... the remedy had never been set before me. In fact, I hardly knew that the Irish was a written language; and strange it seemed, to have passed three years in a part of the country where it is extensively spoken, and in the house of one who always conversed in that tongue with the rustic frequenters of her shop, yet to be so grossly ignorant of all relating to it. I resolved to become an active partisan of the Irish Society in Ireland; but a different turn was soon given to my sympathies. Mr. Seymour spoke after the others: he said ...
— Personal Recollections • Charlotte Elizabeth

... corn-cob dolls in the settle corner, and Bose, the brindled mastiff, lay on the braided mat, luxuriously warming his old legs. Thus employed, they made a pretty picture, these rosy boys and girls, in their homespun suits, with the rustic toys or tasks which most children nowadays would find very poor ...
— Aunt Jo's Scrap-Bag VI - An Old-Fashioned Thanksgiving, Etc. • Louisa M. Alcott

... her face on his shoulder. His grief which became greater and greater, flowed from a rustic Slavonic nature, and changed in that simple soul almost to ...
— The Knights of the Cross • Henryk Sienkiewicz

... brook's verge is green;—and bid thee hear, In yon irriguous vale, the Blackbird clear, At measur'd intervals, with mellow tone, Choiring [1]the hours of prime? and call thine ear To the gay viol dinning in the dale, With tabor loud, and bag-pipe's rustic drone To merry Shearer's dance;—or jest retail From festal board, from choral roofs the song; And speak of Masque, or Pageant, to beguile The caustic memory of a cruel wrong?— Thy lips acknowledge this a generous wile, And bid me still the effort kind prolong; ...
— Original sonnets on various subjects; and odes paraphrased from Horace • Anna Seward

... Impos'd upon her lover such a task, As he ought not perform, nor yet she ask; 430 A draught of flowing nectar she requested, Wherewith the king of gods and men is feasted. He, ready to accomplish what she will'd, Stole some from Hebe (Hebe Jove's cup fill'd), And gave it to his simple rustic love: Which being known,—as what is hid from Jove?— He inly storm'd, and wax'd more furious Than for the fire filch'd by Prometheus; And thrusts him down from heaven. He, wandering here, In mournful terms, with sad and ...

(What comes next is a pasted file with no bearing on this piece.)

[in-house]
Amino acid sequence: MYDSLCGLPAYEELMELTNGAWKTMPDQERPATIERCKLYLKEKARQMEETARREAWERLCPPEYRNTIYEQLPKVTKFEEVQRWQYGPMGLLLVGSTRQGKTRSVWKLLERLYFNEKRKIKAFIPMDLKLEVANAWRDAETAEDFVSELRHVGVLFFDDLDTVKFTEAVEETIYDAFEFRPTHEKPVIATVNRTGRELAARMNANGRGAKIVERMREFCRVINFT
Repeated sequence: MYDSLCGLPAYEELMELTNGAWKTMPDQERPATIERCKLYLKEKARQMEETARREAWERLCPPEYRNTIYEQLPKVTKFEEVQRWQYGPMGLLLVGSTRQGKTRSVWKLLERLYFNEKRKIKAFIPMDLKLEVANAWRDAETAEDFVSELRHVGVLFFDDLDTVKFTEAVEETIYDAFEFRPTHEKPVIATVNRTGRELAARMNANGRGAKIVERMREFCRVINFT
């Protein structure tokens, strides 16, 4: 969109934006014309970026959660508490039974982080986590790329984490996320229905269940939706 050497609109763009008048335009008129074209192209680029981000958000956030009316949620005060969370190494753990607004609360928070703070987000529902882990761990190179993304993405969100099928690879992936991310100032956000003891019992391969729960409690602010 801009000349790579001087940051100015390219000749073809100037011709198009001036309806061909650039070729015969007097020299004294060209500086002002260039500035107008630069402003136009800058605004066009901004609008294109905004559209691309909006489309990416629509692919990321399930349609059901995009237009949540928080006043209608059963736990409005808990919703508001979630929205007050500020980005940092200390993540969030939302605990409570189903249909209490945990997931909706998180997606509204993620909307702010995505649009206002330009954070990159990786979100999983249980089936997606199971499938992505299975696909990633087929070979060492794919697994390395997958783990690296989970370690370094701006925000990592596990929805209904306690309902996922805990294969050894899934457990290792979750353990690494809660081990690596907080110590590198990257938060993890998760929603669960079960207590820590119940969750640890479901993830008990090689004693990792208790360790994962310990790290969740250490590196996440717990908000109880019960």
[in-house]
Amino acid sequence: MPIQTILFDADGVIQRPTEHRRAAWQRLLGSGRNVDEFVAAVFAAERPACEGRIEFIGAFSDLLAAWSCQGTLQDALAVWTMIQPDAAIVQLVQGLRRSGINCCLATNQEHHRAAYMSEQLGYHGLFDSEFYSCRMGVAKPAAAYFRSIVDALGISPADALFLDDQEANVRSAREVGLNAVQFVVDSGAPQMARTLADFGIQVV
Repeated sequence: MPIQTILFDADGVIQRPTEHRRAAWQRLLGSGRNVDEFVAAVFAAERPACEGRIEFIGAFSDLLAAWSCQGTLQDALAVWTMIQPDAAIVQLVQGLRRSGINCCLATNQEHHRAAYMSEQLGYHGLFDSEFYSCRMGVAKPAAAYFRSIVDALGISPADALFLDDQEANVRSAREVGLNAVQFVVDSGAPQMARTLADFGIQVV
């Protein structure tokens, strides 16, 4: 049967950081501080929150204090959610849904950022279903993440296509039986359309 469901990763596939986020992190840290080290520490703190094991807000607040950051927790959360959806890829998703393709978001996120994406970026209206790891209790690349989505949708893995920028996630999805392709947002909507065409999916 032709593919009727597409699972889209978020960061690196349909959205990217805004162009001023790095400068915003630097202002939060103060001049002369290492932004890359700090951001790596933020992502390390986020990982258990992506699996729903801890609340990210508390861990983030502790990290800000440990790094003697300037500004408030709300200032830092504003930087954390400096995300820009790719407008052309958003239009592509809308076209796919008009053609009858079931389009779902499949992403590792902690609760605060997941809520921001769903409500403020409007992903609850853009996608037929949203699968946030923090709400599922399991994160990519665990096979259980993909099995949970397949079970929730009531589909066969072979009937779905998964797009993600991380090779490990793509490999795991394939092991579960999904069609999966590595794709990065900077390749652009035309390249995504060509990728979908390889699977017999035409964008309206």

— The Works of Christopher Marlowe, Vol. 3 (of 3) • Christopher Marlowe

... milds back—she come to a little house a-standin' back on the edge of a pleasant strip of woods. A herd of sleek cows and some horses and some sheep wuz in pastures alongside of it, and a little creek of sparklin' water run before it, and she went over a rustic bridge, up through a pretty front yard, into a little vine-shaded porch, and rapped at ...
— Samantha at the World's Fair • Marietta Holley

... solitary grandeur of a great house—no novelty to him once at Chesney Wold— goes up the stairs and through the chief rooms, holding up his light at arm's length. Thinking of his varied fortunes within the last few weeks, and of his rustic boyhood, and of the two periods of his life so strangely brought together across the wide intermediate space; thinking of the murdered man whose image is fresh in his mind; thinking of the lady who has disappeared from these very rooms and the tokens of whose recent presence are all here; thinking ...
— Bleak House • Charles Dickens

... Blanche. The Norman, who wanted his luxury ready-made, bought Couture's furniture and all the improvements he was forced to leave behind him,—a kiosk in the garden, where he smoked, a gallery in rustic wood, with India mattings and adorned with potteries, through which to reach the kiosk if it rained. When the Heir was complimented on his apartment, he called it his den. The provincial took care not to say that Grindot, the architect, had bestowed his best capacity upon it, as did Stidmann on ...